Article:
During one soccer practice as a fifth-grader, Lizzy Crist told her coach she was bored with all the running. Could she play goalie?
She took to it right away. As the last line of defense, the goalkeeper is a de facto leader, verbally organizing and commanding teammates, then risking her limbs when she’s called into action. Crist also liked the view.
“You can see the whole field from back there.”
Crist would spend the next dozen years playing the position, which instills a short, selective memory in its practitioners. Mistakes will be made, goals surrendered, but dwelling on them would not help.
After graduating from Minnetonka High School, Crist followed in her sister’s footsteps to Washington University in St. Louis. She majored in biomedical engineering, a field that combined her interests in math, science, and real-life application for patients in need. She loved the coursework, but her schedule—and stress level—left her overwhelmed. She told her coach she might have to quit the game.
Don’t make the decision yet, her coach counseled. Instead, she should take the summer and worry about neither school nor soccer.
“It was the first time someone told me I didn’t have to think,” says Crist. “I ended up re-finding my passion for soccer, and re-finding my passion for engineering.”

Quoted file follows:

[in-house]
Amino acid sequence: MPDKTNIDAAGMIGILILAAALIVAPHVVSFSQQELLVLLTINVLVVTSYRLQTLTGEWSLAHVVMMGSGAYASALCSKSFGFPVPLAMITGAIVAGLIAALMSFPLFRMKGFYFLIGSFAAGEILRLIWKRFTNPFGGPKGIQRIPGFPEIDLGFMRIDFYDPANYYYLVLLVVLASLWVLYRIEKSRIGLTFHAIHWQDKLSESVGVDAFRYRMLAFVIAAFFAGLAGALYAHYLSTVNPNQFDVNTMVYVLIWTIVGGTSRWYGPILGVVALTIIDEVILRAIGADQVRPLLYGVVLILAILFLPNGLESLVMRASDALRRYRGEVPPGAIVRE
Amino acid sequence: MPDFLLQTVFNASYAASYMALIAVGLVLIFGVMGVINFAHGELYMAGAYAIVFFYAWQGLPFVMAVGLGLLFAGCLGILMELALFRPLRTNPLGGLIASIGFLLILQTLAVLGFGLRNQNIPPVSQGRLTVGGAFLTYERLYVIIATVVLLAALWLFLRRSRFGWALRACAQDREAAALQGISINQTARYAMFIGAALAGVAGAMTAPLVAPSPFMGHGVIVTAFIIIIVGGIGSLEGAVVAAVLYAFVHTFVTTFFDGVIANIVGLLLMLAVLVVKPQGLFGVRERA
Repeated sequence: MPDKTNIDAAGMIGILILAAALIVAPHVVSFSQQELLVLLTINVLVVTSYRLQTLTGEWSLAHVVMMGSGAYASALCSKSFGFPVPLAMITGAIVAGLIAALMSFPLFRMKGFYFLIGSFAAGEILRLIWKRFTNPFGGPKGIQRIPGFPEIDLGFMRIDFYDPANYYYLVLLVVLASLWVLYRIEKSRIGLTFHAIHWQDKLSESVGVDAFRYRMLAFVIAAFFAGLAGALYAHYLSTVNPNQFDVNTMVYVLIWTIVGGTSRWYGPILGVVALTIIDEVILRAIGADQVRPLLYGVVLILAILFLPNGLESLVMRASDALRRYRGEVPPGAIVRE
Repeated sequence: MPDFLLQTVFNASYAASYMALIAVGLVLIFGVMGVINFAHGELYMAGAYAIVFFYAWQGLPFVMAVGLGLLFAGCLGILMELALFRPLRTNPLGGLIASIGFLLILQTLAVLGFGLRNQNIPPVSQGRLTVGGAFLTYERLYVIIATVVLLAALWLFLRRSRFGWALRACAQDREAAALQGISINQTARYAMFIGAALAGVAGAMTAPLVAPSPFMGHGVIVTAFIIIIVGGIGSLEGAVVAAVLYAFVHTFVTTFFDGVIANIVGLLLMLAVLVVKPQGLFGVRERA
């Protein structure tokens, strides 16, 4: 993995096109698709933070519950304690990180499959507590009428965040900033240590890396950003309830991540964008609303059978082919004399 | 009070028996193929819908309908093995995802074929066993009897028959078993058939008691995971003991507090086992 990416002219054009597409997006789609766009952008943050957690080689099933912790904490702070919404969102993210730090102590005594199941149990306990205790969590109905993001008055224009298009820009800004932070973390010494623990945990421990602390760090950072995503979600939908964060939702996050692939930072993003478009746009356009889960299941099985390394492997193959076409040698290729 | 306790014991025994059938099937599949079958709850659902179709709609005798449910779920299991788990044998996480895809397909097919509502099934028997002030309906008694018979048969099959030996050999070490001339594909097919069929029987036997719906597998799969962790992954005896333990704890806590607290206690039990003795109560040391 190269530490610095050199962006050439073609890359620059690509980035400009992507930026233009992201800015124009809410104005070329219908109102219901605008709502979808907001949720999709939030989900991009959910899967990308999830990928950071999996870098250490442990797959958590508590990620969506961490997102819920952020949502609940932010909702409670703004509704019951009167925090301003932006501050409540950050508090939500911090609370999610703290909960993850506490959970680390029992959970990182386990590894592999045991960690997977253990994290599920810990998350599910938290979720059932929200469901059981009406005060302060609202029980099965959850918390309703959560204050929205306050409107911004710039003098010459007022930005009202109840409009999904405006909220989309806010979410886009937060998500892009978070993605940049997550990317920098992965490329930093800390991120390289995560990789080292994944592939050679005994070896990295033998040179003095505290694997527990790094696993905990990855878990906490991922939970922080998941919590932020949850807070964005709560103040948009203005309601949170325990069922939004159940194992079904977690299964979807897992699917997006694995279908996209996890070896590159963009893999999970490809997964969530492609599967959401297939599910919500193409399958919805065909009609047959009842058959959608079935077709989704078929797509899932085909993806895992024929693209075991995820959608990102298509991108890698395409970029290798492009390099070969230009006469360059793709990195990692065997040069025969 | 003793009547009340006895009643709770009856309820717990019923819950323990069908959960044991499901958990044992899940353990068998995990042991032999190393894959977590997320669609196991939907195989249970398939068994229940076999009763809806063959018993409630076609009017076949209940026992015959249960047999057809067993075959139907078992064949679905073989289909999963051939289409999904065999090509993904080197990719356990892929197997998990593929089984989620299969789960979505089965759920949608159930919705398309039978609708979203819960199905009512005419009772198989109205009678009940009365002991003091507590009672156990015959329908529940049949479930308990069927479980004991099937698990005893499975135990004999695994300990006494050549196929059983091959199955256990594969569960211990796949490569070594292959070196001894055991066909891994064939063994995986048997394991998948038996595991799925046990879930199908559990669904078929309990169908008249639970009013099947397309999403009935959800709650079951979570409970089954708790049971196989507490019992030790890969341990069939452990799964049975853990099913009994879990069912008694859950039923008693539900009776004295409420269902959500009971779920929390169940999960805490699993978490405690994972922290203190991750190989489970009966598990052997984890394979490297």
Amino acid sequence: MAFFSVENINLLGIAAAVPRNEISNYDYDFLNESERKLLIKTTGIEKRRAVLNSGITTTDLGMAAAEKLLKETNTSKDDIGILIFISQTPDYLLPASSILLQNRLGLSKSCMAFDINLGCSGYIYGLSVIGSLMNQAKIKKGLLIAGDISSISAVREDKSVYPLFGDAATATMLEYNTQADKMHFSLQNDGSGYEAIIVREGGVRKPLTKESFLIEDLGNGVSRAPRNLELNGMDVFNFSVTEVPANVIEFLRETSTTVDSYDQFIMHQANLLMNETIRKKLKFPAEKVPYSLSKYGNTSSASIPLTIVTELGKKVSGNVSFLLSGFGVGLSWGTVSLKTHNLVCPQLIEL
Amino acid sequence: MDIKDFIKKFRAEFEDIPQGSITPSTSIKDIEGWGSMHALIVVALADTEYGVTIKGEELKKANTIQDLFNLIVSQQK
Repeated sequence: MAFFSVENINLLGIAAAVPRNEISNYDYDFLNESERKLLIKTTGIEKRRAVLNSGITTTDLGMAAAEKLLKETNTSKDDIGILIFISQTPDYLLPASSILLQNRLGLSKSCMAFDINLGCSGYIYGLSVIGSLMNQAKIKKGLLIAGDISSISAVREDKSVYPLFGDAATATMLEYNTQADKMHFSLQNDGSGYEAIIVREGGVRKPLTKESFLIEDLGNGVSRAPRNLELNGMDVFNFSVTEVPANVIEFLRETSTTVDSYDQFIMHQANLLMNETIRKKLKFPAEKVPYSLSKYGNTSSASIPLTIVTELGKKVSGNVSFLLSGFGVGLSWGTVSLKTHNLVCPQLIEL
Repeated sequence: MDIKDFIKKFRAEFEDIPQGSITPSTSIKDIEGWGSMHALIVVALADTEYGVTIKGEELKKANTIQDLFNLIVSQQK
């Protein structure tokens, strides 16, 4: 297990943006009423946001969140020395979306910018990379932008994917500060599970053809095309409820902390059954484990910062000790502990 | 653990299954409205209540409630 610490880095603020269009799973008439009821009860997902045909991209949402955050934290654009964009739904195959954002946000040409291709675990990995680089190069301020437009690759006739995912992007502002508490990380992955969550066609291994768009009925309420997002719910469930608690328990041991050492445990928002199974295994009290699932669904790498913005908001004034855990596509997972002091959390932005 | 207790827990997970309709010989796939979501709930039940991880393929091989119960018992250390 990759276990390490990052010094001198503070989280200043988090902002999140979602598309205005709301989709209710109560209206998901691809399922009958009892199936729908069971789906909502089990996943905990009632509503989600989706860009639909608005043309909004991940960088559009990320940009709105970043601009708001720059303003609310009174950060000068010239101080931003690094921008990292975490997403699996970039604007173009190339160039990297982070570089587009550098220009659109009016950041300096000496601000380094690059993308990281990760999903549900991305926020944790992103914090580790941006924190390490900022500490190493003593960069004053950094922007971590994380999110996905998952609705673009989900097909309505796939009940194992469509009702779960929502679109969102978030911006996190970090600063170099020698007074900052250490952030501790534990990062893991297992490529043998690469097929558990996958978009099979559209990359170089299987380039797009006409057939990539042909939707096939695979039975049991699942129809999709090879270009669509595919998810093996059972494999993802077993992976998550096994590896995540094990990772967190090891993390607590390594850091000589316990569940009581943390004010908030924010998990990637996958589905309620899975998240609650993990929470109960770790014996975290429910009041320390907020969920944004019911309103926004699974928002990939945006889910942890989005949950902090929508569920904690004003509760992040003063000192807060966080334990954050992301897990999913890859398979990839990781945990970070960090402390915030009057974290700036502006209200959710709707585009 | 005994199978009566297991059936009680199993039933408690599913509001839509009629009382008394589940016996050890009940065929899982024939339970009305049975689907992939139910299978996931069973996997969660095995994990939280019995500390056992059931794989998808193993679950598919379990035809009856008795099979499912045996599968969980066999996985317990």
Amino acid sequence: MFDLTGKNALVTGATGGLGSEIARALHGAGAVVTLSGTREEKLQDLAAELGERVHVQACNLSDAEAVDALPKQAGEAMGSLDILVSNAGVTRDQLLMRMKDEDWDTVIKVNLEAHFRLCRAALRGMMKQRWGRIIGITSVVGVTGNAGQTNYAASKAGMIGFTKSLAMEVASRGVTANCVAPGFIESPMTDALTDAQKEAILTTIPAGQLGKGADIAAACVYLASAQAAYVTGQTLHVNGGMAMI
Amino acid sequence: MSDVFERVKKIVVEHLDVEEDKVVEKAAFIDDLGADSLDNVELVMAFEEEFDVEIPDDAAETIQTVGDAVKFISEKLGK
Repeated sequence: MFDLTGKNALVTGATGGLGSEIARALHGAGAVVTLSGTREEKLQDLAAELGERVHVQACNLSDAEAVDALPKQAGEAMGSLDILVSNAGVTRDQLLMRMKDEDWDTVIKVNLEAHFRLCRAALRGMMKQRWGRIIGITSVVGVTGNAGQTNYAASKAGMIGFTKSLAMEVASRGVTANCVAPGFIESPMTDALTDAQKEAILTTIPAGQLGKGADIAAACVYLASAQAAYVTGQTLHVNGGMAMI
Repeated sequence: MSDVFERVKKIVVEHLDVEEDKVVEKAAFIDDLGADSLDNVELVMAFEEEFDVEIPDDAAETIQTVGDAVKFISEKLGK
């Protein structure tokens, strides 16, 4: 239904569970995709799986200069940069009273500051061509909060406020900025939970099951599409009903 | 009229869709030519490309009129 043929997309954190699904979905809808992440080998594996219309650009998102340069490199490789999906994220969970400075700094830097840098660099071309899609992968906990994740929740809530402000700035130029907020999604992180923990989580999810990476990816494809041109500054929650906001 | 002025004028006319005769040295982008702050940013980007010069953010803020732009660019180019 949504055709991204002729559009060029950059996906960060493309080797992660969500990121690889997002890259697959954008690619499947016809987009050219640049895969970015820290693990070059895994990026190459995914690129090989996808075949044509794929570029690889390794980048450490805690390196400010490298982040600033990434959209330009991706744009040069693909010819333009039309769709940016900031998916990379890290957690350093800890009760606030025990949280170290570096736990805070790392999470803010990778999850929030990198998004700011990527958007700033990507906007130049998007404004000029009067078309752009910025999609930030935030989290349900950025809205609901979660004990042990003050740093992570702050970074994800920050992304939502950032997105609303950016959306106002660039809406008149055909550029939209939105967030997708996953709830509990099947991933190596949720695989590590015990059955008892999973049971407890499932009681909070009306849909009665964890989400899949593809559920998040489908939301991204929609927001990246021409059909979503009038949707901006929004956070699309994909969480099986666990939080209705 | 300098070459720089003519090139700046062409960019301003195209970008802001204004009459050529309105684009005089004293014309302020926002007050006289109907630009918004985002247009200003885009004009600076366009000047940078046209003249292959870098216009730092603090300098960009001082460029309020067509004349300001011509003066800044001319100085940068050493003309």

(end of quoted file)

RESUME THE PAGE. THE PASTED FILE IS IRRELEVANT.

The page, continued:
Crist began assisting in cancer research, while keeping a 3.9 GPA. During her free time, she volunteered with a group that performed science experiments for patients at a children’s hospital.
In 2016, Crist’s team lost 1-0 to Williams College in the Division III National Championship game. The Bears made it back the next year, thanks in part to 13 shutouts by Crist. In that year’s final, the Bears were tied 0-0 with Messiah after two overtimes. Washington University won on penalty kicks, and Crist was named Division III’s female athlete of the year.
Crist returned home to work toward a Ph.D. at the University of Minnesota, where she’s landed on a research team that uses 3D modeling. Crist has designed an experiment to observe how cells move within a tumor—and why some leave for other parts of the body, that moment called “metastasis,” which many families now know as a virtual death sentence.
“There’s no reason [cancer] goes after certain people,” Crist says. “There’s so much unknown. It’s an intelligent disease, in the worst way.”
Someday, Crist would like to run a research team of her own, either as a college professor or for a private company.
“I think of the people in the lab as my team,” Crist says. “Playing soccer taught me you don’t have to be competing against people. You can be pushing them and competing with them in a way that raises the level of everyone around you.”
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